He’s officially called a “water conservation specialists,” but Kevin Farrer is really more of a detective. His job: Plug the leaks at your house.

Your house? Yup. Or mine. He’s a San Diego city employee who will come to you and figure out where you’re wasting water. And he’ll do it for free. (There is a two-month waiting list, though.)

Farrer has performed a whopping 7,000 water “audits,” and one of the most recent came at the Point Loma home of Councilman Kevin Falcouner. We went along for the trip.

City water detectives like Farrer could make a serious dent in San Diego’s water usage if there were more of them. But their ranks have thinned.

Up north in Oceanside, residents in the Eastside neighborhood are making their voices heard by learning how to speak up.

Members of a community group, mostly Spanish-speaking women, are soaking up the insular language and customs of civic life. Now they feel confident enough to attend City Council meetings and report crimes to the cops. But a councilwoman says they still need to learn how to not only speak to power but demand attention.

Earlier this week, our columnist Scott Lewis demanded that attention be paid to San Diego’s plans to expand the convention center as the city falls apart. He’s succeeding: a debate has erupted on the pages of our site.

In the third part of a series, Lewis summarizes some of the most thoughtful comments we’ve received about the city’s future. He also wishes two major booster organizations would step up and ask the top local businesses not attached to the hospitality industry what they’d do with $750 million to build the local economy.

The reality, Lewis writes, is that “we needn’t waste our time” waiting for that to happen.

(By the way, Lewis and editor Andrew Donohue will be on KOGO/AM 600 today from 5-9 a.m.)

For the moment, the biggest boost we’re getting is from the federal government, which is spending $311 million on projects in San Diego County. Now, thanks to a new resource, you can find out exactly where we’ll be economically stimulated.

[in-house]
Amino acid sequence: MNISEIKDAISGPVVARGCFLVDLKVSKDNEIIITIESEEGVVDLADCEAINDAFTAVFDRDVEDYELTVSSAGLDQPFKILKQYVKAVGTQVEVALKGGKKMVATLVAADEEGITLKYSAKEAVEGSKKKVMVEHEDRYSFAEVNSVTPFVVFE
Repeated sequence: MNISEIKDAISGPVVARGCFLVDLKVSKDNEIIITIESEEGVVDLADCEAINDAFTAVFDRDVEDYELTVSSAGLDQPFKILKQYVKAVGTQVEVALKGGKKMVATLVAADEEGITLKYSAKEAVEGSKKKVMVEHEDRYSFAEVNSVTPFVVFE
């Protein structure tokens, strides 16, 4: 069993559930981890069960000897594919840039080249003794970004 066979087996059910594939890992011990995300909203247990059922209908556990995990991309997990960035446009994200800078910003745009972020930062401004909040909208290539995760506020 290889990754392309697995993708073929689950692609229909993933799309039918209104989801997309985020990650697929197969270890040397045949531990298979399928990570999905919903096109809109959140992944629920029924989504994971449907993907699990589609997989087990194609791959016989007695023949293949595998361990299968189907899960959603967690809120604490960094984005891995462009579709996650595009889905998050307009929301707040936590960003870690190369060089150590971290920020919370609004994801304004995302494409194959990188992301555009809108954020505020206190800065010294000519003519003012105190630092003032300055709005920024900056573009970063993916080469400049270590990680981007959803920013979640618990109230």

ProPublica, a non-profit, investigative news operation (where have we heard of one of those before?), has posted a database that allows county-by-county searches for stimulus-funded projects.

We’re taking a look at it, and we could use your help.

In voiceofsandiego.org news, we have a new City Hall reporter, Liam Dillon. The Philadelphia-area native takes time out to introduce himself and explain what brought him across the country to a new city. “Simply put, I believe in any community’s right to know how its government works.”

Good answer, good answer. But more crucially: What’s his favorite baseball team? It’s not the Padres, at least not yet. But at least its name begins with a P.

Elsewhere, The New York Times seems to put surfers in its pages as often as possible and the paper has now swooped in to profile Leucadia as a place “where locals come to surf, soak up the sun or simply stare trancelike from atop the bluffs.”

I actually enter a trance when I read stories like this. Ommmmmmm.

Finally, the U-T says some Chargers games are likely to be blacked out locally this year because they aren’t selling out.

Here’s the message: If you won’t come to our games, we won’t let you watch them on TV and possibly get enthused enough to come to our games.

It must make sense to somebody. Just not us.


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